Lack of process: This proposal has been brought forward without any community consultation or notification. Further, any anticipated future expansion of the program is proposed to require only development industry and related stakeholders being consulted and includes no requirement for community consultation. This is in contradiction of the city’s stated goals to create a more collaborative relationship with the community.

Location of development: The map included in the report (attached below) indicates significant areas where 3.5 storeys and/or up to 6 storeys of development could be located. These areas, especially for 6 storeys, as proposed encroach into RS, RT and RM zones, putting heritage, character and older affordable rentals and owner-occupied units at risk of demolition. It also conflicts with the Heritage Action Plan and the Character House RS Review that are in process.

This proposed Pilot Program is an amendment to an existing one, the Interim Rezoning Policy for Increasing Affordable Housing Choices (IRP). The existing program has mainly focused on rental projects.

Now that home ownership, mainly strata, is being focused on, and broader areas have been identified for development in this report, there will be increased developer attention and activity. Of further concern is that the previous requirements that pilot projects be located no less than 10 blocks apart appears to have been removed.

Many neighbourhoods have large site developments with potential to provide new multifamily ground oriented development, such as the Jericho Lands, without the loss of existing older rentals and character buildings. What best suits each area should be determined on an individual neighbourhood basis.

Affordability objectives: The economics of the proposed Charter changes will not reasonably increase affordability. The program is proposed to provide housing at 20% below market rate purchase values, but recent real estate prices are going up 15% to 25% in one year. Thus, new projects priced at last year’s already excessive prices, will still be too expensive to make any relevant improvements to affordability.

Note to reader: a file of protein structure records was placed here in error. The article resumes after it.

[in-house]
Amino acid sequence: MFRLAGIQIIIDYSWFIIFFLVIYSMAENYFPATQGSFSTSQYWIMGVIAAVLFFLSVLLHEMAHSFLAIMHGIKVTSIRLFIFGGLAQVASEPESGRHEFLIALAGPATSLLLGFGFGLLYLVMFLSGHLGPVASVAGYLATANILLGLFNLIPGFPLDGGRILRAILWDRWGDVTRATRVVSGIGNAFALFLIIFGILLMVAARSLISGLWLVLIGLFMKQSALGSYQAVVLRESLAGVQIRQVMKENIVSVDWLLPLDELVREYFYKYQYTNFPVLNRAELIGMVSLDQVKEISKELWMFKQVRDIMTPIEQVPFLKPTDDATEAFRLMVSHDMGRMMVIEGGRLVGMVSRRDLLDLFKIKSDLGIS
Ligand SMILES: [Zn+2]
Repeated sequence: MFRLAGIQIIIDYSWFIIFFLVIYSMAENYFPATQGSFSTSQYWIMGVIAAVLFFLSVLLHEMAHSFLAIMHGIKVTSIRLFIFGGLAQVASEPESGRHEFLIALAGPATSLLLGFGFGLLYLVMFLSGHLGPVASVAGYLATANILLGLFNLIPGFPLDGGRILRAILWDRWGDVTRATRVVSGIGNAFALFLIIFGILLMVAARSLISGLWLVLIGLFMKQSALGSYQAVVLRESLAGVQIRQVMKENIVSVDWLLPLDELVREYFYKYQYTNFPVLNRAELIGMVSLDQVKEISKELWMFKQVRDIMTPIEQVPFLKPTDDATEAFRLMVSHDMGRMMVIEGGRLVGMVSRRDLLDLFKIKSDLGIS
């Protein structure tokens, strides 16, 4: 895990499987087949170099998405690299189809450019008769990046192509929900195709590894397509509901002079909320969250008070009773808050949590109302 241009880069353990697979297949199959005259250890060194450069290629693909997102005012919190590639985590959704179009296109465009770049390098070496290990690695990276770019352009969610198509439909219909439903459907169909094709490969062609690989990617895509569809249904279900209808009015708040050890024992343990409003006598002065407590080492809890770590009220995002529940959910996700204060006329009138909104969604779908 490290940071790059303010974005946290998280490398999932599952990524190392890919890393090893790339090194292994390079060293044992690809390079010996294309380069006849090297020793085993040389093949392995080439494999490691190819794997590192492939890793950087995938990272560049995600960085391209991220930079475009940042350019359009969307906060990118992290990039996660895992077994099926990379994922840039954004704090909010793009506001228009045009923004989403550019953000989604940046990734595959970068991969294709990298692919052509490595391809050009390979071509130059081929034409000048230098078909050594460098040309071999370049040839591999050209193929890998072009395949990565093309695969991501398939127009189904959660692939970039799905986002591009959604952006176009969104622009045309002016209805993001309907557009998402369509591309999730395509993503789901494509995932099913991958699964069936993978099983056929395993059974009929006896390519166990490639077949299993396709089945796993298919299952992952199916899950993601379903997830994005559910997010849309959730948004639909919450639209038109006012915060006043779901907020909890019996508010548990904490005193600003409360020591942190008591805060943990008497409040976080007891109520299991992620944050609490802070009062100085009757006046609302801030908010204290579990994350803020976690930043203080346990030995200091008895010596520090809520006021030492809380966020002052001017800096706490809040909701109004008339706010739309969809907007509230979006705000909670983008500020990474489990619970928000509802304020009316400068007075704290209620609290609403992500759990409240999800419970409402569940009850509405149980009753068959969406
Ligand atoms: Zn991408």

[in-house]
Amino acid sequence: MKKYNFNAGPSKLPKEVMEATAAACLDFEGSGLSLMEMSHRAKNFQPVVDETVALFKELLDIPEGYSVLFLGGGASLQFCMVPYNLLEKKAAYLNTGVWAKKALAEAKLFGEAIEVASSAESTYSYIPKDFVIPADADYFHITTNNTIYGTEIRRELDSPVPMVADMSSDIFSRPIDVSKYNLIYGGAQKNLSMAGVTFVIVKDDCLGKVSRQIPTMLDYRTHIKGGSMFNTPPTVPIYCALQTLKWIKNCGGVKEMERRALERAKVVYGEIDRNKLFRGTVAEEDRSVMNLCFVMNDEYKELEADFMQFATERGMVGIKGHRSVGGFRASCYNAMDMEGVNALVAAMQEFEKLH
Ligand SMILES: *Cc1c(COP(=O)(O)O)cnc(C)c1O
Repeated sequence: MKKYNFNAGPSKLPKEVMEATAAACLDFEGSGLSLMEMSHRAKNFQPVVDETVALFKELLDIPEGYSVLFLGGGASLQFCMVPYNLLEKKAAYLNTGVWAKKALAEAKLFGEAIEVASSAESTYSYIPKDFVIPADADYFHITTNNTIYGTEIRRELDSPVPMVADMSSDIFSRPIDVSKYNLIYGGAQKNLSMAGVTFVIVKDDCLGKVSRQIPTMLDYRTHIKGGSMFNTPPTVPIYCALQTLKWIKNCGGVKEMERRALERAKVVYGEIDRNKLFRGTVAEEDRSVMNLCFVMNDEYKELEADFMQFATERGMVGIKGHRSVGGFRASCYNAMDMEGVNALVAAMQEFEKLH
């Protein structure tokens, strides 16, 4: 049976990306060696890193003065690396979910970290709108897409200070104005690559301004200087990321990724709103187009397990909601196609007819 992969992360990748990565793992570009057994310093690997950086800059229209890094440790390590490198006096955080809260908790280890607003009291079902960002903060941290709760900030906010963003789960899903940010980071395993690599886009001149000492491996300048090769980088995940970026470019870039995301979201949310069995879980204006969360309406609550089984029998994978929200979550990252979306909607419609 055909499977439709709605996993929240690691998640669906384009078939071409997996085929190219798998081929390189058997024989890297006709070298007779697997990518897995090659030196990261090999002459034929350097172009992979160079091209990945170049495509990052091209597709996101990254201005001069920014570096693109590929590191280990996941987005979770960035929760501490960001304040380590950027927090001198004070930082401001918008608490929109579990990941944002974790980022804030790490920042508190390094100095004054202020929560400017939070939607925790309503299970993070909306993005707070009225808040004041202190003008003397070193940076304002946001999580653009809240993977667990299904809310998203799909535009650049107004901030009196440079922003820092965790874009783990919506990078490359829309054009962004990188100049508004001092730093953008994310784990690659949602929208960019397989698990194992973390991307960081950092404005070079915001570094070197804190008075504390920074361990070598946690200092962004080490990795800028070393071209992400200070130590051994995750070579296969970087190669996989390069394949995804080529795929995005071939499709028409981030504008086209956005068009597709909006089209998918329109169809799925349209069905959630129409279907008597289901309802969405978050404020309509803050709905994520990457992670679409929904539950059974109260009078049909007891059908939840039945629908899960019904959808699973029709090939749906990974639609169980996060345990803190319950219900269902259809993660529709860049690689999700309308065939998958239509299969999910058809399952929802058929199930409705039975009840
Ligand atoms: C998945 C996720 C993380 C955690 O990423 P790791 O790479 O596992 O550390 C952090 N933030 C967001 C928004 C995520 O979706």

In some neighbourhoods, especially on the west side, building new ground oriented housing for families is very unlikely to be affordable as described in the report. Conversely it is anticipated that increased land use stimulated by this program would further inflate land values. Adaptively reusing existing character houses with secondary suites and infill is the most accessible way to build more affordable units both for owners and renters. Purpose-built secondary suite rental units also aid home ownership as mortgage helpers and provides much needed, low cost rental housing.

In conclusion: Again, we strongly advise Council not to approve the goals of the Affordable Home Ownership Pilot Program as proposed and instead make the changes described above.

On behalf of the Coalition of Vancouver Neighbourhoods
Member Groups of the Coalition of Vancouver Neighbourhoods

Arbutus Ridge Community Association
Arbutus Ridge/ Kerrisdale/ Shaughnessy Visions
Cedar Cottage Area Neighbours
Chinatown Action Group
Citygate Intertower Group
Community Association of New Yaletown
Crosstown Residents Association
Downtown Eastside Neighbourhood Council
Dunbar Residents Association
False Creek Residents Association
Grandview Woodland Area Council
Granville Burrard Residents & Business Association
Joyce Area Residents
Kitsilano-Arbutus Residents Association
Kits Point Residents Association
Marpole Oakridge Community Association
Norquay Residents
NW Point Grey Home Owners Association
Oakridge Langara Area Residents
Residents Association Mount Pleasant
Riley Park/South Cambie Visions
Shaughnessy Heights Property Owners Association
Strathcona Residents Association
Upper Kitsilano Residents Association
West End Neighbours Society
West Kitsilano Residents Association
West Point Grey Residents Association


From the report to Council for meeting dated April 20, 2014: Affordable Home Ownership Pilot Program



CityHallWatch has covered the Interim Rezoning Policy since day one, when we produced our own maps to show the implications of a couple lines buried in a staff report to Council in October 2012. It was only after we pointed out the implications that the media started covering the issues.

ALERT: CityHallWatch reveals impact zone of Mayor Task Force on Housing Affordability recommendations (Part I – upzoning to 3.5 storeys 100 m each side of arterial roads)

ALERT: New CityHallWatch maps reveal extent of citywide rezoning proposed by Mayor’s Task Force (Part 2 – upzoning to 6 storeys 500 meters from Neighbourhood Centres)